It's hard to believe it's been five years since the tragic passing of No Use for a Name vocalist/guitarist Tony Sly. Rarities Vol. 1: The Covers is a new compilation celebrating the Bay Area pop-punk band's best cover tracks.
The song selection doesn’t betray Tony and company’s age bracket, as many of the original versions of the songs first appeared in the ‘80s, when the members of NUFAN were in their formative years.
Rarities opens up with The Vapors’ new wave staple, “Turning Japanese,” a song with an infectious chorus that seems tailor-made for a pop-punk transformation. “Hybrid Moments” is a great choice, with the band keeping close to the original Misfits arrangement. On Dag Nasty’s “I’ve Heard,” Tony tears into the vocal with a style reminiscent of Dave Smalley’s hardcore-informed approach.
Elsewhere on the album, both Social Distortion’s “1945” and D.I.’s “Johnny’s Got a Problem” (recorded here as “Selwyn’s Got a Problem”) pay tribute to NUFAN’s SoCal punk influences. Classic American television gets some love thanks to “Making Our Dreams Come True” (Laverne & Shirley) and “The Munsters’ Theme,” while Depeche Mode’s haunting synthpop smash “Enjoy the Silence” gets turned into Fat Wreck anthem towards the end of the album.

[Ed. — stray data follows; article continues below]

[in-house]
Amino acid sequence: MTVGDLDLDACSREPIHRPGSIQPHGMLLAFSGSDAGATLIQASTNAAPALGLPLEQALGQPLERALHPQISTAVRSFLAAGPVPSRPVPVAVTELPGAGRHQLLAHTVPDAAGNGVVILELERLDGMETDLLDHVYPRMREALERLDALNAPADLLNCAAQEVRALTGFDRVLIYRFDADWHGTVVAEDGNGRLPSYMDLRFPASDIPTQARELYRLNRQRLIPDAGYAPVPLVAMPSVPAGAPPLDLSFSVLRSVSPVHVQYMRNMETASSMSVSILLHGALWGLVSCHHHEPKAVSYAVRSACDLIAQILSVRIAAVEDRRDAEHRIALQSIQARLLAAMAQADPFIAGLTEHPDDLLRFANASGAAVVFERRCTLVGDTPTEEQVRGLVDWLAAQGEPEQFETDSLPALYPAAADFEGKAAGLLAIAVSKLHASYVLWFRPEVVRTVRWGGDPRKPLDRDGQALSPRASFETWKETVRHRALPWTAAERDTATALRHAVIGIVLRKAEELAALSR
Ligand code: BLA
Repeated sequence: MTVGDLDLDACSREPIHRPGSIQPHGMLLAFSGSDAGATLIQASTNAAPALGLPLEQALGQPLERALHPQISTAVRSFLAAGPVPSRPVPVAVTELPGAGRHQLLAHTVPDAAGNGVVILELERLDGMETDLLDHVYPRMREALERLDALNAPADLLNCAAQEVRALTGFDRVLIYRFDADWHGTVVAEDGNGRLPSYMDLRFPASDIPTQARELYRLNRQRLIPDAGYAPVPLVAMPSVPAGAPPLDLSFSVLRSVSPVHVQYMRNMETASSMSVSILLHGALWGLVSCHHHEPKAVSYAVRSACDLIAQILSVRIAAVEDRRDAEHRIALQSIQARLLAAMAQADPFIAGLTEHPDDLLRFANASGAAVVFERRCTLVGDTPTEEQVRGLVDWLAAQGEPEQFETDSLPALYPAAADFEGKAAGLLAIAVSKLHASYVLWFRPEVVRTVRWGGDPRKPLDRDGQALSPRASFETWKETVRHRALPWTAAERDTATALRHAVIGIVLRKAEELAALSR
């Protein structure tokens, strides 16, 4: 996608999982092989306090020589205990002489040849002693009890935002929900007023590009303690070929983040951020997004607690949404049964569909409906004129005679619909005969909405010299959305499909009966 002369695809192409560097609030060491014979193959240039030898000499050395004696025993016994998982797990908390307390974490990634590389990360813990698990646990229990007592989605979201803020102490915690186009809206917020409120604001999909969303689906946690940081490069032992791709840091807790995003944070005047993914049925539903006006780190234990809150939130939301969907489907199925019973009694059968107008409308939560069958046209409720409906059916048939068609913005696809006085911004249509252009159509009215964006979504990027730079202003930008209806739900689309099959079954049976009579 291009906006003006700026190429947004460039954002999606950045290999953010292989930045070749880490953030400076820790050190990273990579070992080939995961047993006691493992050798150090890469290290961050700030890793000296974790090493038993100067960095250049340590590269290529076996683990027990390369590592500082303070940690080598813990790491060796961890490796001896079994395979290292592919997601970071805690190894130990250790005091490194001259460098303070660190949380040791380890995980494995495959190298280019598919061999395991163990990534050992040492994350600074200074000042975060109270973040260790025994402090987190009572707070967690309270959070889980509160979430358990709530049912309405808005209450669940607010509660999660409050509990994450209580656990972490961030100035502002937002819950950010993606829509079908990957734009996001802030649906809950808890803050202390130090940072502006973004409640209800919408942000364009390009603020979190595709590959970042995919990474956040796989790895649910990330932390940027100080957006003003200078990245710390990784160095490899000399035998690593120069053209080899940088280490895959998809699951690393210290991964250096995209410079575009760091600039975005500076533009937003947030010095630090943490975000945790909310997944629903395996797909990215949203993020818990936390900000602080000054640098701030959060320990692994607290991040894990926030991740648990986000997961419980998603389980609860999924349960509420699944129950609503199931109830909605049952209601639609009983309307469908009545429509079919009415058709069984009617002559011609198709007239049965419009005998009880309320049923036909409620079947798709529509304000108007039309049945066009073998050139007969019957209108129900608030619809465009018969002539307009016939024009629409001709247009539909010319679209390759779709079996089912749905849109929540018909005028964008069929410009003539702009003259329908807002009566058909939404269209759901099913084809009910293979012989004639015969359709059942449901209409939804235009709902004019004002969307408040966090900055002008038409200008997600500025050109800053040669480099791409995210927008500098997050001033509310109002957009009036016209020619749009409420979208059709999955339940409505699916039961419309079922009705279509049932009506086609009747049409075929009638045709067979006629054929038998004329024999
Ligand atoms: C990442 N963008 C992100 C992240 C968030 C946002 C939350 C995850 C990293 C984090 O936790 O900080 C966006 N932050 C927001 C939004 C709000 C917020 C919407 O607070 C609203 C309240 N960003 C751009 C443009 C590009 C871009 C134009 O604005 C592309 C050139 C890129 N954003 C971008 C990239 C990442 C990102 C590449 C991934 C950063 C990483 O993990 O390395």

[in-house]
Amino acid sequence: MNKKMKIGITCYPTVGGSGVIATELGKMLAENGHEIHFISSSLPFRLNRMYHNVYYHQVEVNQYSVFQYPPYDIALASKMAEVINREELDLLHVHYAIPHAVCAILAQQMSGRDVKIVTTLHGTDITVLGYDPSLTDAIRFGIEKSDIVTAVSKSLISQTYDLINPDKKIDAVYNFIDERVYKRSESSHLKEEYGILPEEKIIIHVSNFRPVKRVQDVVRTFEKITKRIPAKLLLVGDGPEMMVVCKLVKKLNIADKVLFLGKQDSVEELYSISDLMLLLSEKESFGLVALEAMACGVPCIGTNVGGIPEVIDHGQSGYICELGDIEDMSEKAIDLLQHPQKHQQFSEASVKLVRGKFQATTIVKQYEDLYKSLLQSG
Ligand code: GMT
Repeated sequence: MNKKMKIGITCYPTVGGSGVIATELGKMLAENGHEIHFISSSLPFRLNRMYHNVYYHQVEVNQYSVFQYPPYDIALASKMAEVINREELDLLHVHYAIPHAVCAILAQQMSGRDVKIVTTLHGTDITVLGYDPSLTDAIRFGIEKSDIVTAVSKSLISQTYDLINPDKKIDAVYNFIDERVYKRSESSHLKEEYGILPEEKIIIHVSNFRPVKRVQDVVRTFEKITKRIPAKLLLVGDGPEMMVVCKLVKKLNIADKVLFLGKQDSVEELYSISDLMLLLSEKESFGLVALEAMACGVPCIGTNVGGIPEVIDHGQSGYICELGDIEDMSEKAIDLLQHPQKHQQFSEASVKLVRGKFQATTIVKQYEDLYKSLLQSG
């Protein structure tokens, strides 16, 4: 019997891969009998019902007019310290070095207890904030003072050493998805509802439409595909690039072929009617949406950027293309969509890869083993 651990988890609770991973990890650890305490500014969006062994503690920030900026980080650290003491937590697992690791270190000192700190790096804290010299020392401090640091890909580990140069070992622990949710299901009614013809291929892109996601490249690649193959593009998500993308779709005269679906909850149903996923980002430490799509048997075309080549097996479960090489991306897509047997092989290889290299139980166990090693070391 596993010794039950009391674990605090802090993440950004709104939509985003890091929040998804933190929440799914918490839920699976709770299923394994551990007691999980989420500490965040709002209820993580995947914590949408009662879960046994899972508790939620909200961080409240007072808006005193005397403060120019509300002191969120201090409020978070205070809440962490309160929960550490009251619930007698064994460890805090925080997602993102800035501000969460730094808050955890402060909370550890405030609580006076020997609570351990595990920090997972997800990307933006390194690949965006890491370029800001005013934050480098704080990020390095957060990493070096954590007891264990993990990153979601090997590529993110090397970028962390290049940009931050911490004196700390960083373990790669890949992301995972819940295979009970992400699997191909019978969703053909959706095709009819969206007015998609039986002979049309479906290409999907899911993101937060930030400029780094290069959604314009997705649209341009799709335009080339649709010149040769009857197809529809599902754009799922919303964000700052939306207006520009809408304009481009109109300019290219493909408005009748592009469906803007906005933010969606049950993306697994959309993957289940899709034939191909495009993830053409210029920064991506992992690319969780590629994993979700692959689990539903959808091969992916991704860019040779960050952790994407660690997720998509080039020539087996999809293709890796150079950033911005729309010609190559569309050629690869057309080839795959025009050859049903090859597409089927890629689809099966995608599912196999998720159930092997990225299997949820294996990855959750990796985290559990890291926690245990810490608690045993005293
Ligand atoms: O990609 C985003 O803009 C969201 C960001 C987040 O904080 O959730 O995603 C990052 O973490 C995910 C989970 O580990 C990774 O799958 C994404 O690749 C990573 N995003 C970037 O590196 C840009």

The best cover NUFAN ever released is wisely included on Rarities in the shape of The Pogues’ “Fairytale of New York” which I first fell in love with on the band’s More Betterness album. Of the songs featured on the new compilation, I think the punked-up take on Sublime’s “Badfish” is probably my favorite, and that's saying something since I'm not much of a fan of the original band/version.
If you're a NUFAN fan, I can assure you that Rarities is a great addition to your collection.
- Amazon (CD, mp3, vinyl)
Tagged: no use for a name